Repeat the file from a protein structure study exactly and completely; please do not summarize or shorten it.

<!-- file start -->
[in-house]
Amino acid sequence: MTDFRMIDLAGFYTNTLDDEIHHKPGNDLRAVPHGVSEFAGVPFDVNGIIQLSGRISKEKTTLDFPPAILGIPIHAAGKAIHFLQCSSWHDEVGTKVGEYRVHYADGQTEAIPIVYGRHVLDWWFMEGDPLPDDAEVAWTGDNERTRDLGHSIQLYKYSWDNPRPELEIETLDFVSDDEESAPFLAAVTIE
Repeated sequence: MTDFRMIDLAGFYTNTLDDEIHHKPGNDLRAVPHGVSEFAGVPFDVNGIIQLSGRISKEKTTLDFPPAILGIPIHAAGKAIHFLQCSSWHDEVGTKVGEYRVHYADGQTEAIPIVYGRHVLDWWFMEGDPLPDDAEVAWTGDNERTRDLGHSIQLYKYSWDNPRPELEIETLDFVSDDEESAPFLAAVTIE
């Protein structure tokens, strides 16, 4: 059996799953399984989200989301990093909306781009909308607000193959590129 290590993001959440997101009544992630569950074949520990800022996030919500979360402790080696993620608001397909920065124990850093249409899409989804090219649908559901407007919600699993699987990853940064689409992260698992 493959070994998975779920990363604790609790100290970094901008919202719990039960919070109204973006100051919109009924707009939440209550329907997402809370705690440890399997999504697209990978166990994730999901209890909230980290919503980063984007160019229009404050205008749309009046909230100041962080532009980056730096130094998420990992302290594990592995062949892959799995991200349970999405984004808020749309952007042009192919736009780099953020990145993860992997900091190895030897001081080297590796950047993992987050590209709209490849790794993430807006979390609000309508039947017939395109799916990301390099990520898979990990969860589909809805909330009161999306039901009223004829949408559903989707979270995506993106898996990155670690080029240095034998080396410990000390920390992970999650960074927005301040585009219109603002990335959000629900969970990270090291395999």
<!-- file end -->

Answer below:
[in-house]
Amino acid sequence: MTDFRMIDLAGFYTNTLDDEIHHKPGNDLRAVPHGVSEFAGVPFDVNGIIQLSGRISKEKTTLDFPPAILGIPIHAAGKAIHFLQCSSWHDEVGTKVGEYRVHYADGQTEAIPIVYGRHVLDWWFMEGDPLPDDAEVAWTGDNERTRDLGHSIQLYKYSWDNPRPELEIETLDFVSDDEESAPFLAAVTIE
Repeated sequence: MTDFRMIDLAGFYTNTLDDEIHHKPGNDLRAVPHGVSEFAGVPFDVNGIIQLSGRISKEKTTLDFPPAILGIPIHAAGKAIHFLQCSSWHDEVGTKVGEYRVHYADGQTEAIPIVYGRHVLDWWFMEGDPLPDDAEVAWTGDNERTRDLGHSIQLYKYSWDNPRPELEIETLDFVSDDEESAPFLAAVTIE
């Protein structure tokens, strides 16, 4: 059996799953399984989200989301990093909306781009909308607000193959590129 290590993001959440997101009544992630569950074949520990800022996030919500979360402790080696993620608001397909920065124990850093249409899409989804090219649908559901407007919600699993699987990853940064689409992260698992 493959070994998975779920990363604790609790100290970094901008919202719990039960919070109204973006100051919109009924707009939440209550329907997402809370705690440890399997999504697209990978166990994730999901209890909230980290919503980063984007160019229009404050205008749309009046909230100041962080532009980056730096130094998420990992302290594990592995062949892959799995991200349970999405984004808020749309952007042009192919736009780099953020990145993860992997900091190895030897001081080297590796950047993992987050590209709209490849790794993430807006979390609000309508039947017939395109799916990301390099990520898979990990969860589909809805909330009161999306039901009223004829949408559903989707979270995506993106898996990155670690080029240095034998080396410990000390920390992970999650960074927005301040585009219109603002990335959000629900969970990270090291395999």